Saturday, August 7, 2010

Livestock, Food, and Attack of the Clones

"Protests over cloned animals in food chain"
Breitbart (August 6, 2010)

"An animal welfare group on Friday delivered a petition of 7,000 names calling on the government to prevent products from cloned animals entering the food chain.

"The petition, delivered by activists wearing 'cloned' masks of Prime Minister David Cameron, was hastily organised after news emerged this week that meat from offspring of a cloned cow had entered the food chain...."

"...Referring to the use of 40 protestors in Cameron masks to make their point, he added: 'We wanted to have a tongue-in-cheek expression of what it means to take away individuality through cloning.'

"On Wednesday, it was revealed that a few unwitting members of the public in Britain had eaten meat from two bulls who were among eight cattle conceived using embryos harvested from a cloned cow in the United States...."

There's more about folks eating 'cloned' meat in an excerpt from BBC piece, near the end of this post.


Cloning, as everybody knows, is the means by which an evil Sith Lord corrupts an ancient republic and rises as ruler of a galactic empire.

Everybody who slept through parts of a few Star Wars movies, at least.

Here in central Minnesota, it's an interesting new wrinkle in agritech that may - or may not - be worth the expense and trouble that will go along with its practical application.

If I was one of the eight unwitting subjects of that experiment, I'd be concerned about a few things, including:
  • Where does my government get off, using me as in an experiment without my knowledge or consent?
  • Were the bulls healthy?
  • How would that meat cost, per pound, in the grocery?
  • How did the meat taste?
I'm a bit touchy about experiments on human subjects: for very personal reasons. I'm also (very) cautious about the idea of cloning people. I've discussed why in another blog:

But It's From a CLONED Animal!!!

I think I understand why some folks are iffy about eating meat from a cloned animal. It's something new, artificial, completely different from the nice, natural farm products we're familiar with.

Or, not so much.

With the possible exception of some specialty foods, like quail, pheasant, and partridge, what Americans, at least, buy at the grocery and eat every day is about as "natural" as a Republic clone trooper of the Star Wars movies.

Hereford cattle, macaroni wheat, and Sang Hyang Seri's DG 2 SHS are what happened when people decided that animals like the zebu (or some other ruminant), and various sorts of grass were good to eat: but could be improved. Developing artificial organisms is such an old technique that its origins predate contemporary information storage and retrieval technologies - like writing.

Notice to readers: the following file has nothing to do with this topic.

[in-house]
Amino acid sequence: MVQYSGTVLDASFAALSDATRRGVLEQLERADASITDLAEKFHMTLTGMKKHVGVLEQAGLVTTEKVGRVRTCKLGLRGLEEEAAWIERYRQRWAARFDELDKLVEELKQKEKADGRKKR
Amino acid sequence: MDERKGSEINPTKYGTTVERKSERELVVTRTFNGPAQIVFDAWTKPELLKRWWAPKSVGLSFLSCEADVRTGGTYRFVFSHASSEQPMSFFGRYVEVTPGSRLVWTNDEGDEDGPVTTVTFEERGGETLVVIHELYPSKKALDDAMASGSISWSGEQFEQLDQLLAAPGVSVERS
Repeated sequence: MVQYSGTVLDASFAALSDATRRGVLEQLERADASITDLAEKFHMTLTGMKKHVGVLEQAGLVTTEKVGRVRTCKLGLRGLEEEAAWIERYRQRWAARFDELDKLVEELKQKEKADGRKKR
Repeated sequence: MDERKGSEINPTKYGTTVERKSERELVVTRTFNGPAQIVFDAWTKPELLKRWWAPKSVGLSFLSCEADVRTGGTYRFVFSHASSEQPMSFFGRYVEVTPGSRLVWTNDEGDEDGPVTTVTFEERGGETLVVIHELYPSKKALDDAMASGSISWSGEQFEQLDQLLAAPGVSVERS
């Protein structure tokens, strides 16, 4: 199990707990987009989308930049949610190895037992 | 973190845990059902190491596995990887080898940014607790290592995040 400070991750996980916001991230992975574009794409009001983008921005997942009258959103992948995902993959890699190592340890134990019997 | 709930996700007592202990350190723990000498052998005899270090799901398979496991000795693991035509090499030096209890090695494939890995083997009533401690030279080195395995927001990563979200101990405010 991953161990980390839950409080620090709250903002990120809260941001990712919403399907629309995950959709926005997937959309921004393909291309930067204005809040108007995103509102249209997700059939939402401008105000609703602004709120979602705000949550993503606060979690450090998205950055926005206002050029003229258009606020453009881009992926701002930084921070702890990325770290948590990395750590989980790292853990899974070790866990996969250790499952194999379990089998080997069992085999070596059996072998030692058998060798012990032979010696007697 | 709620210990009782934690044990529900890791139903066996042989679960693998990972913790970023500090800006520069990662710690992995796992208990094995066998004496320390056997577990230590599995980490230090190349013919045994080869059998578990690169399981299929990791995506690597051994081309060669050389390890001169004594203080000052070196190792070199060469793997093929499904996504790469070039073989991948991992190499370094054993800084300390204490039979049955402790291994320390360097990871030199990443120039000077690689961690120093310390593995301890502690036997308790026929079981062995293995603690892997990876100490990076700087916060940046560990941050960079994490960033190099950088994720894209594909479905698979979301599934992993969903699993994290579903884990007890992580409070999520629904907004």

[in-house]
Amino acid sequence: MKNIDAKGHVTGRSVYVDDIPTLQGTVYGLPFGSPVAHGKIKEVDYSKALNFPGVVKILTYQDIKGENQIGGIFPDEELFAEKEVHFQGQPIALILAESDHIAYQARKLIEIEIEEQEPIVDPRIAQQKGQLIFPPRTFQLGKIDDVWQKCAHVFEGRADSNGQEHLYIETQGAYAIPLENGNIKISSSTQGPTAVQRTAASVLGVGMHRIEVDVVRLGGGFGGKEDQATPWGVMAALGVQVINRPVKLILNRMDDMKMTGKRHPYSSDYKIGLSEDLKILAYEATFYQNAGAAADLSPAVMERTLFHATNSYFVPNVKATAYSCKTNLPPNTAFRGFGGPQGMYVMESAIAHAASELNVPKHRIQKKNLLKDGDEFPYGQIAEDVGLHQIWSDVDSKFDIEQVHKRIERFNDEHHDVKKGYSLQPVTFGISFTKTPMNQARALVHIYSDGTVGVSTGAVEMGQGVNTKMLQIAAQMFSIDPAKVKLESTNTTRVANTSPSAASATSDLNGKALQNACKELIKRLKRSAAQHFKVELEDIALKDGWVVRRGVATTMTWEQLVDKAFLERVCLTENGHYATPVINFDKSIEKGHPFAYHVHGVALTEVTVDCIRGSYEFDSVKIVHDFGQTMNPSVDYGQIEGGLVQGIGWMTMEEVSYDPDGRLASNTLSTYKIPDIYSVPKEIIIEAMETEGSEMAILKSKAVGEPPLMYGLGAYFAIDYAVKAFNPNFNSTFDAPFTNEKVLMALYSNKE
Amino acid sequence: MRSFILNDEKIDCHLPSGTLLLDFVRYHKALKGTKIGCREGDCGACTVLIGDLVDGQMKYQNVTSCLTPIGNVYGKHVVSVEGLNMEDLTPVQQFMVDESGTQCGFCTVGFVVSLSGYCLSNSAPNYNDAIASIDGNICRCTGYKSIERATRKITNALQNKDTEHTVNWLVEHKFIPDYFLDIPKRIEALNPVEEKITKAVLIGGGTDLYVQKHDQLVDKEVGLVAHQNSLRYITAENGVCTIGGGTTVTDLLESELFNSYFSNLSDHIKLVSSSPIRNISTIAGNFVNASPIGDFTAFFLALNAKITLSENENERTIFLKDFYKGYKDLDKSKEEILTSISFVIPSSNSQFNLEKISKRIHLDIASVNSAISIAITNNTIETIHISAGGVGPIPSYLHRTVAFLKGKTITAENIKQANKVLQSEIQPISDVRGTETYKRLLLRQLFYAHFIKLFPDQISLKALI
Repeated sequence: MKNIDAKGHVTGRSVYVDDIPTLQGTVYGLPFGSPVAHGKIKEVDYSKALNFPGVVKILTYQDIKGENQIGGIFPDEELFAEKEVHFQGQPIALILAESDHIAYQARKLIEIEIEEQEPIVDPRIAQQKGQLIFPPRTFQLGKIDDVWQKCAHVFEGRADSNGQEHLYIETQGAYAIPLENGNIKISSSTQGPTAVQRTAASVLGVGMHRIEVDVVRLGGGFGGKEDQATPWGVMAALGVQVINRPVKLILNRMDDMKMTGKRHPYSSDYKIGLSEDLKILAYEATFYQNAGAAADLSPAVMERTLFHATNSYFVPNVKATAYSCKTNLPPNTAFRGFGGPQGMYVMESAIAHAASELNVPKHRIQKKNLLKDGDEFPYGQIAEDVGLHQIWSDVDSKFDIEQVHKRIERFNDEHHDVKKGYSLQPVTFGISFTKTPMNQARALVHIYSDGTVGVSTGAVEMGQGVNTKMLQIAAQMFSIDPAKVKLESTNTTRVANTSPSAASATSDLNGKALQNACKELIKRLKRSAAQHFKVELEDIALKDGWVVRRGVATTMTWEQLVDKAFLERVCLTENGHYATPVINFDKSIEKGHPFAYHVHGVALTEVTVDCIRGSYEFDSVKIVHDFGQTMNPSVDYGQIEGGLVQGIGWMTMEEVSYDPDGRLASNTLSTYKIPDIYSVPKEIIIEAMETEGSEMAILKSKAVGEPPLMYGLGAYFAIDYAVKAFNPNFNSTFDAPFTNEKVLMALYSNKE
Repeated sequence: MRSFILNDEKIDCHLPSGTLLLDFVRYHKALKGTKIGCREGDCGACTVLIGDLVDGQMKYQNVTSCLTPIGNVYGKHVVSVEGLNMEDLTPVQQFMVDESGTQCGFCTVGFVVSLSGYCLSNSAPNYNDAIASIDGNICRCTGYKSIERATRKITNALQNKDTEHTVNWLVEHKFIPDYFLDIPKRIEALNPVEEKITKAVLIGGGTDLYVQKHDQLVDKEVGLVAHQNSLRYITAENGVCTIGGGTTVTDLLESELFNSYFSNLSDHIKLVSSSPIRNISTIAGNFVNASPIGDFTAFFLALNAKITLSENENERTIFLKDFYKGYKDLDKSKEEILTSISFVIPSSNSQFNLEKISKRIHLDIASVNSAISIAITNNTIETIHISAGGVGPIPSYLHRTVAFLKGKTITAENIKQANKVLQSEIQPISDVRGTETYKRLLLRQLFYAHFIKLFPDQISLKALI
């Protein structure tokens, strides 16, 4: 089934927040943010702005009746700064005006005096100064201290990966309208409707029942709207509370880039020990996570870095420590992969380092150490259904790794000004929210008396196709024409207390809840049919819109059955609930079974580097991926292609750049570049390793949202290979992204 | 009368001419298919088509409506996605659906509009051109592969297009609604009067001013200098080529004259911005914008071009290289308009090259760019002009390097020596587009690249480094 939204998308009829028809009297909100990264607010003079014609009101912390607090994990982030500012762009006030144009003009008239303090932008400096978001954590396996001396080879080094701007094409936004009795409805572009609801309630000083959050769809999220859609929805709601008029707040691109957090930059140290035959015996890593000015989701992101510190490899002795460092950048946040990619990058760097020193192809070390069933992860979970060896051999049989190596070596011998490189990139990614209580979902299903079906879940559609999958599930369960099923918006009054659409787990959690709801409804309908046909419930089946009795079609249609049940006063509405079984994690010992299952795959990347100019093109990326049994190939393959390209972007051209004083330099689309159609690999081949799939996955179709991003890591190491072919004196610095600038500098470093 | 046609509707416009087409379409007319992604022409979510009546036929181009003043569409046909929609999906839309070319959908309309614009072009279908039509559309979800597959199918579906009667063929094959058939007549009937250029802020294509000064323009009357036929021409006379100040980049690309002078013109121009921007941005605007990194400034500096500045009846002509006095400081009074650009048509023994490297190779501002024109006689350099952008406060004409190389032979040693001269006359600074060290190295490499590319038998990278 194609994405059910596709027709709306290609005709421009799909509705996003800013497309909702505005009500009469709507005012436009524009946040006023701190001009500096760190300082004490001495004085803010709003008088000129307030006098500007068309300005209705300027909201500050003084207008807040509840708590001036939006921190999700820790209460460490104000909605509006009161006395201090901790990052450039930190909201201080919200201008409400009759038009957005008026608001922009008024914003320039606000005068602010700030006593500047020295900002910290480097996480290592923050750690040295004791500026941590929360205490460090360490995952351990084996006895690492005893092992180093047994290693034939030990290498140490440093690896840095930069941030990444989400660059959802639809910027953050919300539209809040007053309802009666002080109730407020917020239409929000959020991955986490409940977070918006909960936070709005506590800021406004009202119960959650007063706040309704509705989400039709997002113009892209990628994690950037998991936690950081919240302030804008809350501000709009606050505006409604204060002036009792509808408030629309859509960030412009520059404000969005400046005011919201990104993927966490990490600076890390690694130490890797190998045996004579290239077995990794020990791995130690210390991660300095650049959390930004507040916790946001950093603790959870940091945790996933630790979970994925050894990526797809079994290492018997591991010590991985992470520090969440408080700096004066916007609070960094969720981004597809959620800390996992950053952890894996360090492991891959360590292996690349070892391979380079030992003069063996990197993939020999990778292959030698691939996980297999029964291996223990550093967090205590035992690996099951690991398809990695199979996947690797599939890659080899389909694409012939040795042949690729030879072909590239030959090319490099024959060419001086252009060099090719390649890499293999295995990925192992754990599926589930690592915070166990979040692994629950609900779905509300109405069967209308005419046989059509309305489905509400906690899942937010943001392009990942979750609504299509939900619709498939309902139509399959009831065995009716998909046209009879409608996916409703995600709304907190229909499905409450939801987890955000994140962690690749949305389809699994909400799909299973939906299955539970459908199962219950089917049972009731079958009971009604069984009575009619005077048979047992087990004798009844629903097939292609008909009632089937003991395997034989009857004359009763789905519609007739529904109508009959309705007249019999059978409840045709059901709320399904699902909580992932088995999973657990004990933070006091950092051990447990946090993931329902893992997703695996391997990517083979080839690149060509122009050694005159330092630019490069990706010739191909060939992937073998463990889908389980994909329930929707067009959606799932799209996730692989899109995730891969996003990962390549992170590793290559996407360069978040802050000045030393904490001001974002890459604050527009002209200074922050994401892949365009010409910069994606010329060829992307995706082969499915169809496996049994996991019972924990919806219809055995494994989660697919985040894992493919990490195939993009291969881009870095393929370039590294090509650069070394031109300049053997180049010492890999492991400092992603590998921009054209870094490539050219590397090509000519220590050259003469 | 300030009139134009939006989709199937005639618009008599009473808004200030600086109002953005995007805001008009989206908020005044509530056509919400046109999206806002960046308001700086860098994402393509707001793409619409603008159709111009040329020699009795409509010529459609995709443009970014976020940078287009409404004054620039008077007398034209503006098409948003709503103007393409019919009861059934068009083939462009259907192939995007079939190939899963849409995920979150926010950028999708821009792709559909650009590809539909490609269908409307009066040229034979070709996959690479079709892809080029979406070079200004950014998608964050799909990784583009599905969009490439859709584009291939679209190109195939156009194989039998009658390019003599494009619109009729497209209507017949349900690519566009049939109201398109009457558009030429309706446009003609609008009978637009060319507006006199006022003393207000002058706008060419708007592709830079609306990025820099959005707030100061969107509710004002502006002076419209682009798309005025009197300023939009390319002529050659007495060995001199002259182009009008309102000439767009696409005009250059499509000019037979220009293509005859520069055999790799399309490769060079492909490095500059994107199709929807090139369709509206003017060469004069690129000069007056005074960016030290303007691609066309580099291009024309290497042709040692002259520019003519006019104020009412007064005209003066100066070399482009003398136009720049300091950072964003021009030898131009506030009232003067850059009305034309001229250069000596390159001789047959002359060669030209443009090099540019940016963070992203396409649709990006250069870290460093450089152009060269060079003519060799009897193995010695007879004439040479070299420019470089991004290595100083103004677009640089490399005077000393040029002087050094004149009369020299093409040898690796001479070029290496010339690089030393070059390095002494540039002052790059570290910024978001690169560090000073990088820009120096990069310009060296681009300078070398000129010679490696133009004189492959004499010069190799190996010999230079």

The United Kingdom has an Issue: But It's Not Cloning

I think that 'cloned meat' showing up in the United Kingdom's food supply is an important issue there: not because the meat came from cloned animals, but because their procedures for food imports weren't followed. Digging into the news, what we're looking at seems to be at least one political action group making use of a bureaucratic SNAFU to make their point.

I'm pretty sure that's important, in terms of the next parliamentary election in the UK, and for whichever civil servants didn't handle their paperwork correctly: but I don't see a Sith Lord in the background.

Or a serious public-health issue: beyond whatever's implied by the British bureaucracy's failure to follow procedures.

Related posts:
From this week's news:

"Meat of second cloned cow offspring 'in UK food chain' "
BBC (August 4, 2010)

"A second case of meat from the offspring of a cloned cow entering the UK's food chain has emerged.The FSA has admitted it does not know how many embryos from cloned animals have been imported into Britain.

"FSA chief Tim Smith said he had no safety concerns about the meat.

"The Food Standards Agency said it came to light as it investigated an earlier case of meat from a Highlands farm bull grown from the embryo of a cloned cow being sold to consumers...."

"...In 2008, the Food and Drug Administration in the US said meat and milk from cloned animals were safe for human consumption, and Professor Hugh Pennington, an expert on food safety from Aberdeen University, told the BBC he agreed with that assessment.

" 'People are concerned about playing God and that kind of thing... rather than producing products which are dangerous to eat, he said.

" 'There's absolutely no evidence for that, and I've got no expectation that any such evidence will ever emerge.'..."

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